News Column

Snap to it!

July 15, 2014

By Ashley Booker, The Garden City Telegram, Kan.

July 15--MONTEZUMA -- Original motivational posters that once hung in factories and office spaces between 1923 to 1929 are splashed in color across the walls of the Stauth Memorial Museum.

"At one time, people really believed they could motivate their workers by posters," said Keith Lumry, an assistant to the director at the museum. "When you compare workplaces then to workplaces now, and yet every one of these messages are still as relevant today as they were in 1923."

The exhibit, "Say it With Snap!" displays 48 historic posters that capture historic moments, sayings and changes in employment trends that were meant to motivate workers. The exhibit will be displayed until Aug. 10.

Catchy slogans during the 1920s were designed to coax and even advise employees to perform at their best.

One poster in the collection had a line of factory smokestacks with an ambulance speeding along the front. The slogan read, "Chance Takers Keep Hospitals Busy! Take a chance. Lose an eye -- a hand -- a leg! Lose a month's time, Don't Trade Your Life for Ten Seconds!"

This poster was from 1925 and was created to speak to the workers in America's mills, mines, railroads and other factories who faced the daily possibility of an on-the-job injury or even death. Their message was meant to ensure safety and harness productivity into a poster, according to a card alongside the poster.

Throughout the exhibit, Lumry finds the posters speaking to him for many reasons -- partially because they hold a history that uses slogans or sayings that many people say today, or because even today, the slogans are relevant and useful.

"I've always learned that phrase, 'You strike when the iron's hot.' Well, they avoided using the word 'strike' in the phrase because there were a lot of labor strikes and a lot of stress in the unions and so, 'Let's hit when the iron's hot.' They twist everything around," Lumry said.

He also noticed that only one of the 48 posters features a female, while today, there are many women in the workforce. The exhibit allows those in attendance to not only compare the history on its pages, but also allows them to see how different the workplace is today. The poster with a large grinning woman's face says, "Say it -- and smile. The friendly, helpful cheerful way is always best. Make a Friend."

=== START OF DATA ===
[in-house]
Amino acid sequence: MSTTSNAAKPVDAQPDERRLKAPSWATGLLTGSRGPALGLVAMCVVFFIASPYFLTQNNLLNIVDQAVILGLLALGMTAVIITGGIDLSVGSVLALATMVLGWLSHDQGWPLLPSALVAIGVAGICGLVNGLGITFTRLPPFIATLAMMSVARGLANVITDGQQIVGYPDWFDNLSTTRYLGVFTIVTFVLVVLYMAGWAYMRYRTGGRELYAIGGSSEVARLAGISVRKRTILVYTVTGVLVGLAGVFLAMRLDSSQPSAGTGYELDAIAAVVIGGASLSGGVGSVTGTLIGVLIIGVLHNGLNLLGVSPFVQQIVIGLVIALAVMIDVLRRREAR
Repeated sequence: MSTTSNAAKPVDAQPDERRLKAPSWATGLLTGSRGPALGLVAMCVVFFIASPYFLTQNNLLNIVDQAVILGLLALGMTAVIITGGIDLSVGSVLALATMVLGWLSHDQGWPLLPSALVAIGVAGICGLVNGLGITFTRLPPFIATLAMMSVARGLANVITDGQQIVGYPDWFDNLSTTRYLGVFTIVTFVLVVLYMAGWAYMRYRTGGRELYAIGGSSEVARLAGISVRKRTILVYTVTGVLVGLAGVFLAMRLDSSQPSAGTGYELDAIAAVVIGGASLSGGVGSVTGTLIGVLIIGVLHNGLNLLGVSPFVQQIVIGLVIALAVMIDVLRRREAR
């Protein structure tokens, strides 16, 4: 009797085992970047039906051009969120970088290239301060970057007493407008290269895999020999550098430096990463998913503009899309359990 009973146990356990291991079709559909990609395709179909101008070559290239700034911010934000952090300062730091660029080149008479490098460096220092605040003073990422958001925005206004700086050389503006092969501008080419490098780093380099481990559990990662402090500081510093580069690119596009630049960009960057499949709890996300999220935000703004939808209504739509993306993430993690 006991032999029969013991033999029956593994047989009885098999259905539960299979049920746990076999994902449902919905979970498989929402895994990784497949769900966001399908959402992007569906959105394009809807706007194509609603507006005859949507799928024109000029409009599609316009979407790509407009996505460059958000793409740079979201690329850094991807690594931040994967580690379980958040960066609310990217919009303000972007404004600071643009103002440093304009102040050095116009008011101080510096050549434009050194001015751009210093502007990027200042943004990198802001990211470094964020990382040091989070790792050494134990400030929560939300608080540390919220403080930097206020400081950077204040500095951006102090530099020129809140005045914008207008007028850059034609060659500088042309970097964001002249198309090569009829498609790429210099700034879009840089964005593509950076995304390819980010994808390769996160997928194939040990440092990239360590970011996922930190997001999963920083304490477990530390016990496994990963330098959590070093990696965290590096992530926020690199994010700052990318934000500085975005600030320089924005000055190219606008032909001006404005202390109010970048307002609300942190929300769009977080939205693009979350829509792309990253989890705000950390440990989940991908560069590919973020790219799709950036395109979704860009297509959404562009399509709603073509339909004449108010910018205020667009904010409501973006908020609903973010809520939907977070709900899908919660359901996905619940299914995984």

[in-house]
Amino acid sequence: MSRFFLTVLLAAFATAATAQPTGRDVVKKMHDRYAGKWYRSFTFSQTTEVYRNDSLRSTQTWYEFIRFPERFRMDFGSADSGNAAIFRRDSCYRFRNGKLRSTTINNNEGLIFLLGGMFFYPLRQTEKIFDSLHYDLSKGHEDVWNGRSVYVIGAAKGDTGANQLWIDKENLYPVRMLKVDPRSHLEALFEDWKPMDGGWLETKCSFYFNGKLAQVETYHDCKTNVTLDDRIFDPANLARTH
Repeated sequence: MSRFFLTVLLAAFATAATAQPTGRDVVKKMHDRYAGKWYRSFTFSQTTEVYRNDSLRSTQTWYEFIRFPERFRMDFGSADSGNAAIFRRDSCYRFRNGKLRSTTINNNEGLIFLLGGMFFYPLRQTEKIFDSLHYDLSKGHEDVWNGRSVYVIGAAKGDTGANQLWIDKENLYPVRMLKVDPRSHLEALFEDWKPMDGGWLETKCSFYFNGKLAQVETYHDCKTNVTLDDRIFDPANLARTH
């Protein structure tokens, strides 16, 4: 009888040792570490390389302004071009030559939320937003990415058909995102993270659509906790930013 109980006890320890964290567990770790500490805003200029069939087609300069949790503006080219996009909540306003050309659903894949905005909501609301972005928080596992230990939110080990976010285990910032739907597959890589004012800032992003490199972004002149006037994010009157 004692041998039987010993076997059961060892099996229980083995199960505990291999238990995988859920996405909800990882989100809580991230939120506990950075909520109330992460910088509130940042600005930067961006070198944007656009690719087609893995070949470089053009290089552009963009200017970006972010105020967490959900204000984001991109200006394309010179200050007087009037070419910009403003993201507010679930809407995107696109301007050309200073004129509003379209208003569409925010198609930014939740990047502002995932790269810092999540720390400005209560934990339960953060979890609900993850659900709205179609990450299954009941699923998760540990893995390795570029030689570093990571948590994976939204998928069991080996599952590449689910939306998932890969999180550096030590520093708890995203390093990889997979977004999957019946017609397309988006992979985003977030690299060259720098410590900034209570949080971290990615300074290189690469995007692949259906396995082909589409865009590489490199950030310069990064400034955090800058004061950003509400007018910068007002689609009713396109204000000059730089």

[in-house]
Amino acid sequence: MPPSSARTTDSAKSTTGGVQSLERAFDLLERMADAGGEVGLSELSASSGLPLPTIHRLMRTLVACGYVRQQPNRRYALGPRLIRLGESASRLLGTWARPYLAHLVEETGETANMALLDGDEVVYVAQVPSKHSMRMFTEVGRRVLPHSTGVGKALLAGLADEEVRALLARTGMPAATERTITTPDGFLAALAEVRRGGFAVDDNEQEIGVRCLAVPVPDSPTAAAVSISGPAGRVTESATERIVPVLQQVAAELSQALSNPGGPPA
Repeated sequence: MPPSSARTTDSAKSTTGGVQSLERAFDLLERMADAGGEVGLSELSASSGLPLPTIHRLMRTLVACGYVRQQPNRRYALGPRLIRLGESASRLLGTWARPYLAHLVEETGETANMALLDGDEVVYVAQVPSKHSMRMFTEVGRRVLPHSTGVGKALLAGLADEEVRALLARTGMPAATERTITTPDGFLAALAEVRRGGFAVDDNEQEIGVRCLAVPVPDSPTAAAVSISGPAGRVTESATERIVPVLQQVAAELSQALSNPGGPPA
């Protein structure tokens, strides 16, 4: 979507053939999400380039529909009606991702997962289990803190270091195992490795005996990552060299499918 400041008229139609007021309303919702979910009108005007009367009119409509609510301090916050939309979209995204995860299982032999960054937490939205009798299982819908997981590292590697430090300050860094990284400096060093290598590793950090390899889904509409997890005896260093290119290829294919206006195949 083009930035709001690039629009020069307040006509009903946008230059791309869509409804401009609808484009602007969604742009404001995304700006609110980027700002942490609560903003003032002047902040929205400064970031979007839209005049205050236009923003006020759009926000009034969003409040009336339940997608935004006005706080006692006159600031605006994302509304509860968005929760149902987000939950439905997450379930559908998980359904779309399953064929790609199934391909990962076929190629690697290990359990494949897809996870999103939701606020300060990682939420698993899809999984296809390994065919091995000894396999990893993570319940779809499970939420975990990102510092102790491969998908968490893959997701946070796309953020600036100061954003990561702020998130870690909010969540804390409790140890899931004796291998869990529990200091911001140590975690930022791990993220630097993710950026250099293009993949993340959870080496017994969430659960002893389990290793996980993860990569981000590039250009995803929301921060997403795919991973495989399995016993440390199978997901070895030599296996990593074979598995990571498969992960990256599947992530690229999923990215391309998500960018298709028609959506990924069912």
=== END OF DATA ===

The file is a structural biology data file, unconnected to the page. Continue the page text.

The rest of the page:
"I bet you every one of us has been somewhere where that poster should still be hanging in a retail space or someplace just within the last week," Lumry said, smiling.

Alongside the historical posters are five of today's motivational posters, to add contrast.

Museum director Kim Legleiter said she booked this exhibit in 2011, and immediately knew it was something she would like because the graphics pulled her in.

Legleiter enjoys the section of the exhibit where you can create your own poster with magnets that were provided. The magnets have many different motivational sayings, or people working.

A one-hour History Channel movie based on the history of the 1920s is also available.

For tours and more information, call (620) 8462527. Museum hours are 9 a.m. to noon and 1 to 4:30 p.m. Tuesday through Saturday, and from 1:30 to 4:30 p.m. on Sunday.


(c)2014 The Garden City Telegram (Garden City, Kan.)

Visit The Garden City Telegram (Garden City, Kan.) at

Distributed by MCT Information Services

For more stories covering arts and entertainment, please see HispanicBusiness' Arts & Entertainment Channel

Source: Garden City Telegram, The (KS)

Story Tools Facebook Linkedin Twitter RSS Feed Email Alerts & Newsletters